Climate change is the greatest environmental challenge facing the world today. Long term climate change models predict that rising global temperatures will bring changes in weather patterns with increased frequency and intensity of extreme weather.
The special qualities of the National Park make it a national treasure in its own right, but it can also be of significant benefit to the nation in tackling the effects of climate change as an absorber of carbon through its trees, soils and peatland.
Our vision for 2040
The Yorkshire Dales National Park Management Plan contains eight objectives to achieve over the next five to ten years. This aim to make progress towards our vision that, by 2040 the Yorkshire Dales National Park will be:
Resilient and responsive to the impacts of climate change, storing more carbon each year than it produces
Management Plan objectives
D1 Through the Yorkshire Peat Partnership, help farmers and landowners to restore more natural drainage that slows the flow of water, enhances biodiversity and reduces carbon emissions across a further 5,000 hectares of degraded peatland, taking the total to 19,000 hectares, by 2018.
D2 Reduce carbon emissions and improve the viability of local businesses and communities by increasing the take up of small-scale renewable energy so that at least 5 megawatts have been installed by 2018.
D3 Promote take up of energy efficiency measures that are suited to the traditional building stock so as to cut energy costs and support efforts to eliminate fuel poverty by 2016.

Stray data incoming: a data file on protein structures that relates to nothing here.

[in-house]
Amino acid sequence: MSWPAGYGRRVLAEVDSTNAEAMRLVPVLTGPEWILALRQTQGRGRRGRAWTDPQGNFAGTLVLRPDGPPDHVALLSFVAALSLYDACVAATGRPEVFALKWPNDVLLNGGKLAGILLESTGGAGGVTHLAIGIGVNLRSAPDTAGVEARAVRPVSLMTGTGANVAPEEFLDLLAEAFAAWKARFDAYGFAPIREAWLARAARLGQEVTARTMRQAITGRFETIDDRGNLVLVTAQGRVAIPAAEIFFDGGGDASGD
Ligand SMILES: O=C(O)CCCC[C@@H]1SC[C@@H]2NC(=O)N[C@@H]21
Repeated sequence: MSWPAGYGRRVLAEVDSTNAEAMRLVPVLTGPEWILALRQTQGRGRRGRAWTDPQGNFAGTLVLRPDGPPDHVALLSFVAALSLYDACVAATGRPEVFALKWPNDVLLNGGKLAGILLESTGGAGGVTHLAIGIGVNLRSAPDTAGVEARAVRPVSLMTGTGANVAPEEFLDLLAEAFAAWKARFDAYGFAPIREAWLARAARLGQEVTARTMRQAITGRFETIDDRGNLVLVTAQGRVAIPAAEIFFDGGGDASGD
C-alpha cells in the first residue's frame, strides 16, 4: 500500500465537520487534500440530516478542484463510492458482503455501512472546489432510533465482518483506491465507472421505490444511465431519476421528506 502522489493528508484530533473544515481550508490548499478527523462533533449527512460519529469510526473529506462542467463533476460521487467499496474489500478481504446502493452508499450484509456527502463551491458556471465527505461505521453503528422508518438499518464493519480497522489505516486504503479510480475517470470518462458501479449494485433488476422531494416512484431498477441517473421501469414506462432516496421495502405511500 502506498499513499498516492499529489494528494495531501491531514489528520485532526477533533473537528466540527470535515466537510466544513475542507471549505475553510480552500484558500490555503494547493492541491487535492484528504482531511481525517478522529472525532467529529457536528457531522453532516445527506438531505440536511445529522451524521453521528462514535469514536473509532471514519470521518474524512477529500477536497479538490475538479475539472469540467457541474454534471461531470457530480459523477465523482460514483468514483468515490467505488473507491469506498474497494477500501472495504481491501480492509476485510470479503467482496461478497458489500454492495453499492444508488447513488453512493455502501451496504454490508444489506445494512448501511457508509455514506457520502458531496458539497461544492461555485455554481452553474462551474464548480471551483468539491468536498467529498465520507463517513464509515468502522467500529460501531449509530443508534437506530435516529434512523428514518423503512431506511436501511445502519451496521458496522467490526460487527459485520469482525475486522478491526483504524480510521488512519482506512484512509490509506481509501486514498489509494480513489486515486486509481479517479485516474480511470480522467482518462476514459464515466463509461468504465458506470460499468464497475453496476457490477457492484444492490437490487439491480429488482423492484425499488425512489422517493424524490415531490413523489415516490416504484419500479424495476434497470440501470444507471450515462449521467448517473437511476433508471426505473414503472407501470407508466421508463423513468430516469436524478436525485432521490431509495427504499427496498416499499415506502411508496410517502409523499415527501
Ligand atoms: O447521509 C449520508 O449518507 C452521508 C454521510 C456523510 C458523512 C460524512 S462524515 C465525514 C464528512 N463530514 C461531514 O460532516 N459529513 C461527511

D4 Make semi-natural habitats more resilient and adaptable to the uncertainties of climate change and the risks from new pests and diseases by helping farmers and landowners to 'buffer' or link together a number of the key gaps by 2018.
D5 Help local communities to adapt to the impacts of more extreme weather conditions, identifying sites most at risk and using these to target appropriate local interventions and resilience measures.
D6 Support farmers and landowners to create at least 400 hectares of new native woodland by 2020, to strengthen habitat networks, increase carbon storage and help to reduce flooding.
D7 Ensure that at least 66% of all woodland is in active management by 2018 and develop a locally-based woodfuel initiative.
D8 Minimise road haulage and maximise the use of rail to transport quarry products and commercial timber, including establishing rail links at the three quarries in Ribblesdale and reducing combined road haulage from these quarries by at least 50% (compared to 2011), by 2018.